August 15, 2010
Last week an event took place that hasn't occurred since 2000: a living author appeared on the cover of Time magazine. The recipient of this accolade was novelist Jonathan Franzen, best known – until now – for his multi-generational epic about a midwestern family, The Corrections, which came out in the week of 9/11 and was one of the most talked about (and bestselling) novels of the last decade.
It has taken Franzen nine years to complete his follow-up, Freedom, which is about to be published in the US. (It doesn't hit UK bookshops until late September.) Understandably, Franzen hasn't significantly departed from the template that served him so well last time. The novel is another multi-generational epic that microscopically examines the tensions within an outwardly successful but inwardly unhappy midwestern family. There are striking plot similarities: both books feature get-rich-quick schemes and copious extra-marital affairs. It has been suggested, in fact, that the main difference between the two is that, while the family in The Corrections had three children, the family at the centre of Freedom – the Berglunds – have just two.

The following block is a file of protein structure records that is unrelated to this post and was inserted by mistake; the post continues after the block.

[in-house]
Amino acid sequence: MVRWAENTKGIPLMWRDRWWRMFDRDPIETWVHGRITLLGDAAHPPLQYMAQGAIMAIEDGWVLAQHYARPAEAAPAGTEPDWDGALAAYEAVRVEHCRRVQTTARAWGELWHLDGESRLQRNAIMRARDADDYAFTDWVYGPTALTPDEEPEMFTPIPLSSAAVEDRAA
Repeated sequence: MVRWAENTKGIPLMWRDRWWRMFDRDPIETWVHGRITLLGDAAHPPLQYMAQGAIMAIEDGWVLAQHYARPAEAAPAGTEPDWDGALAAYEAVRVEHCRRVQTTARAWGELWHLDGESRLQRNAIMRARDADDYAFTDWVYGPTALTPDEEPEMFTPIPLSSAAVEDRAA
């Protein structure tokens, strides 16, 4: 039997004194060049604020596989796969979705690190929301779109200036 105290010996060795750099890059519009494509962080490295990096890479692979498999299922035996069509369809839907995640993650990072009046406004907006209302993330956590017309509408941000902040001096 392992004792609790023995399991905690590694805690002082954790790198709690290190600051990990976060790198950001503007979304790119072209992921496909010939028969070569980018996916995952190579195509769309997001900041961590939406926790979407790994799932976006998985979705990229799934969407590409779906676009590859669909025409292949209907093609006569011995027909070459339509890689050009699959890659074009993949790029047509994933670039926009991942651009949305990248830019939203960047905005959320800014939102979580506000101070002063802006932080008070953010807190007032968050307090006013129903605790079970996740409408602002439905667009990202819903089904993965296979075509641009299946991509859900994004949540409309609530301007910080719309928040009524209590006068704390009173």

Time's decision to make Franzen its cover star is intriguing, for reasons both obvious and less straightforward. Ever since The Corrections appeared, Franzen, who is 50, has been regarded as one of America's most important novelists, a leading member of the generation down from the "old guard" of Philip Roth, Saul Bellow and John Updike that dominated US fiction from the 1950s until at least 2000. The appearance of a new novel by him, especially after such a long absence, is a major literary event, which it is appropriate for Time to honour.